5. I think another way to heckle companies is to heckle the stores that sell these products, too. For example, I heckled my local whole foods store about all of the organic products they buy (including produce) that is sold in plastic. It’s so frustrating to eliminate plastic bags, to make healthy eating choices, and to still be faced with aisle after aisle of plastic–around organic food, toilet paper, even individual prunes!

    I even heckled the cheese lady about buying cheese before she shrink-wrapped smaller portions and was told that 1) I should call her ahead of time so she could get it ready and 2) that she’d probably just sell me a piece after she removed the plastic.

    There’s a lot of resistance, for sure, but I’m hoping that by asking these whole foods sellers about their purchasing and distributing practices, I can affect which products they buy.

    Thanks for the post!


    • Great idea, Jen! (I think one reason I haven’t done this is because I hate talking to strangers in person. Instead of asking someone at Whole Foods, I went home, asked them on Twitter about their tare weight policy, and then went back to the store.) I’m hoping to get better about approaching people in person.

      A new market opened near me that has organic produce, but so much of it is sold pre-bagged. I totally don’t get why the conventional bananas are sold loose, but the organic ones are bagged. I think I’ll have to say something next time.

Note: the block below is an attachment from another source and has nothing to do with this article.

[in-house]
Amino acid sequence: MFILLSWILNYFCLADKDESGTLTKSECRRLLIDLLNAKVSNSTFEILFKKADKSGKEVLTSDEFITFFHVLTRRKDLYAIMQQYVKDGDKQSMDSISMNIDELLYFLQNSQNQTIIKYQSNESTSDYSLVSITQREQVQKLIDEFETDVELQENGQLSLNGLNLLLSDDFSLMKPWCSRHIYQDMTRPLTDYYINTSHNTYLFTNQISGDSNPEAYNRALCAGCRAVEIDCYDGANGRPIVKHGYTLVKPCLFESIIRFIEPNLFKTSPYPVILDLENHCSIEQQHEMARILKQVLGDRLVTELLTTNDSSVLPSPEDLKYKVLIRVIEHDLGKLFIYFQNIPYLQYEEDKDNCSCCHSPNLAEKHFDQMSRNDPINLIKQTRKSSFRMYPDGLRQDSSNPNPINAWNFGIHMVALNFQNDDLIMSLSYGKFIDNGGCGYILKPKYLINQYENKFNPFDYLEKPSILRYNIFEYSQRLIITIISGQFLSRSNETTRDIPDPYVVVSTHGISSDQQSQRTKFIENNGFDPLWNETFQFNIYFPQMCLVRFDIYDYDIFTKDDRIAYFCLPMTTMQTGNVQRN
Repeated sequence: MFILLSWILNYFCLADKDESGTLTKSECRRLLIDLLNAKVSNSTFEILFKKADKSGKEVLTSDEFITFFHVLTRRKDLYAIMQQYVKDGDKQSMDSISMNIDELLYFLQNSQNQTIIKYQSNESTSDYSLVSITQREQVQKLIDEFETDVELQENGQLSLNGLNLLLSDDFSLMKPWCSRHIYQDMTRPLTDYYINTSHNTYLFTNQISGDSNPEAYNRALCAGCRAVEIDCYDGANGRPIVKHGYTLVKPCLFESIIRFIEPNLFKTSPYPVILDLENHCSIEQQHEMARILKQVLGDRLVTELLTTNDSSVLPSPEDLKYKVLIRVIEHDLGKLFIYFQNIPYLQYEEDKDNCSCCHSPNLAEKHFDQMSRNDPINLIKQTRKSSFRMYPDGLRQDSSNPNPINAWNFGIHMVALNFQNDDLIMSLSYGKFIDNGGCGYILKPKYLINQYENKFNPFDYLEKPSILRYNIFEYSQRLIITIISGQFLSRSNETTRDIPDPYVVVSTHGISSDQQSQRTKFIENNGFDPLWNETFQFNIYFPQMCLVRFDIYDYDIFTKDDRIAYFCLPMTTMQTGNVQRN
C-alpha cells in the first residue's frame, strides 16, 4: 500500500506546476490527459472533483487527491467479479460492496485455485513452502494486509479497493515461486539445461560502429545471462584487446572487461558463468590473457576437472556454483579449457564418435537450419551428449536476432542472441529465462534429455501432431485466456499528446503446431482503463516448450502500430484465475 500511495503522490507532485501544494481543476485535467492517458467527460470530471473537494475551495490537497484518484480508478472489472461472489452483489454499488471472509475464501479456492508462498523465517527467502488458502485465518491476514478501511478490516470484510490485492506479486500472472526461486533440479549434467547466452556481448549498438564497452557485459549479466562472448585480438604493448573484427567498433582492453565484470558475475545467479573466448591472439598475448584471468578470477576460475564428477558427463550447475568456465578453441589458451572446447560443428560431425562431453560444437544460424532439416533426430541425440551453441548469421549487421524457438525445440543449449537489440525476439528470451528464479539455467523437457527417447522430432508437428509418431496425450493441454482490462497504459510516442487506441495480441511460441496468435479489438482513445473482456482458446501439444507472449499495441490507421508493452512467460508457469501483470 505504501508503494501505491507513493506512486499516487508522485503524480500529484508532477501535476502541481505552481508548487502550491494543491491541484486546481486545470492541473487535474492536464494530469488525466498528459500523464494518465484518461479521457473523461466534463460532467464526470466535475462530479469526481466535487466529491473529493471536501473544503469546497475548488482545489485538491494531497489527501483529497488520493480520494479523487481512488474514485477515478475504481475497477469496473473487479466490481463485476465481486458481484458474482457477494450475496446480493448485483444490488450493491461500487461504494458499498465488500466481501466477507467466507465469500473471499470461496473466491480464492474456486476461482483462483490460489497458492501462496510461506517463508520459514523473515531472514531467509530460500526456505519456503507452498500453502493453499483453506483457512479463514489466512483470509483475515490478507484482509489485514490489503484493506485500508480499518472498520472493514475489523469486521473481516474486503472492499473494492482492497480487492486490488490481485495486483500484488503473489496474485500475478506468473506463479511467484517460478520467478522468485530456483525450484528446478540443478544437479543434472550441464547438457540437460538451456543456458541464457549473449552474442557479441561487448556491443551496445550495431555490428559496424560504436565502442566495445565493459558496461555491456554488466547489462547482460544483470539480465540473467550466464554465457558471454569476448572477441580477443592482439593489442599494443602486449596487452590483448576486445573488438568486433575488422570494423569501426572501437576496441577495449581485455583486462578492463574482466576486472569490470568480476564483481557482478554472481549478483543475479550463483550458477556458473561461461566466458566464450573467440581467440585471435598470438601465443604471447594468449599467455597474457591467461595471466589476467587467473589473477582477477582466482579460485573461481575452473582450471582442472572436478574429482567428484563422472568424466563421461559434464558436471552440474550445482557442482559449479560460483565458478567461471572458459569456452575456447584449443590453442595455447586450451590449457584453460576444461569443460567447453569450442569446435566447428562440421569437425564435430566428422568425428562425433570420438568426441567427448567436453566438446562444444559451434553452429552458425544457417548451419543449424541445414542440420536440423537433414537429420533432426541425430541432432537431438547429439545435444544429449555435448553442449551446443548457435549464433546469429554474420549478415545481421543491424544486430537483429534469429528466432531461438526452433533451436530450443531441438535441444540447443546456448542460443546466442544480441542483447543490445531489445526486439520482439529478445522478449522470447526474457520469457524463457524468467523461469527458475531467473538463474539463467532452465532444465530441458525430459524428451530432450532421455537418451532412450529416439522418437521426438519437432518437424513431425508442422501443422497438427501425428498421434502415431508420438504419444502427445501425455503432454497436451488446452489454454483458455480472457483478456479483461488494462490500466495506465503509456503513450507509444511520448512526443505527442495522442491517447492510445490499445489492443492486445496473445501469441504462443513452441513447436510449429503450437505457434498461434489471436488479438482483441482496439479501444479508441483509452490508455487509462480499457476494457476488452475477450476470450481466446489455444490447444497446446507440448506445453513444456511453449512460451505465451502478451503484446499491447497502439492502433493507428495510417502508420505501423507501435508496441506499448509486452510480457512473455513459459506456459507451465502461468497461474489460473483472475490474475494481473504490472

6. Ha! I’m fond of the practice of BVE (bitching via email) myself. Most of the time I get no response, but on occasion I do. My most recent was an email to this company: http://www.twistclean.com/. They make “eco friendly” kitchen products, which they package in plastic shring wrap!!! AAARRRRGGGHHHH!!! I wrote them a polite email pointing out the obvious contradiction. Alas, no response.

    Sometimes I do get responses though. I wrote to SWheat Scoop cat litter asking if their bags are recyclable. Got a prompt response that they are, and a few days later $10 worth of coupons arrived in the mail. SWheat! (sorry, couldn’t resist the pun)

    I also was shopping at my local chain grocery store once when the head of the produce department happened to be setting out fruit. I asked if they had any organic apples. She said they don’t stock them because nobody wants them. I told her I only buy organic and left without buying any fruit. Next thing I know, they’re stocking both organic apples and oranges! Not sure if it was all because I asked for them, but it’s sure nice to be able to get them a few blocks from home instead of having to drive over to “Whole Paycheck”.

    But I’m with you on not wanting to be a total bitch when I see other people displaying horrible eco sins. I generally just try to “lead by example”. I have a friend who stocks her house with individual bottled water… it drives me CRAZY. Every time I come over she offers me a bottle and I usually just politely refuse. But lately I’ve started to bring my Klean Kanteen with me. She hasn’t stopped buying them, but she does sound good and guilty now whenever the topic of beverages comes up!

    And… a few successes. My crazy practice of gathering recyclables from the alley dumpsters actually got the tobacco chewing, NASCAR watching guy across the alley to recycle his phone books. It’s a small step, but a step none-the-less.

    I say just keep at it. At some point we’ll reach critical mass and big changes will finally happen. Who knows, maybe one of us will end up being the hundreth monkey. http://en.wikipedia.org/wiki/Hundredth_monkey_effect


    • BVE — I love it! It sounds like you’re a much more experienced BVE-er than I am. Incidentally, I’ve found that the greener cat litter companies are pretty responsive. I’m using a combination of World’s Best and Feline Pine, and both seem to have good customer service and environmental accountability.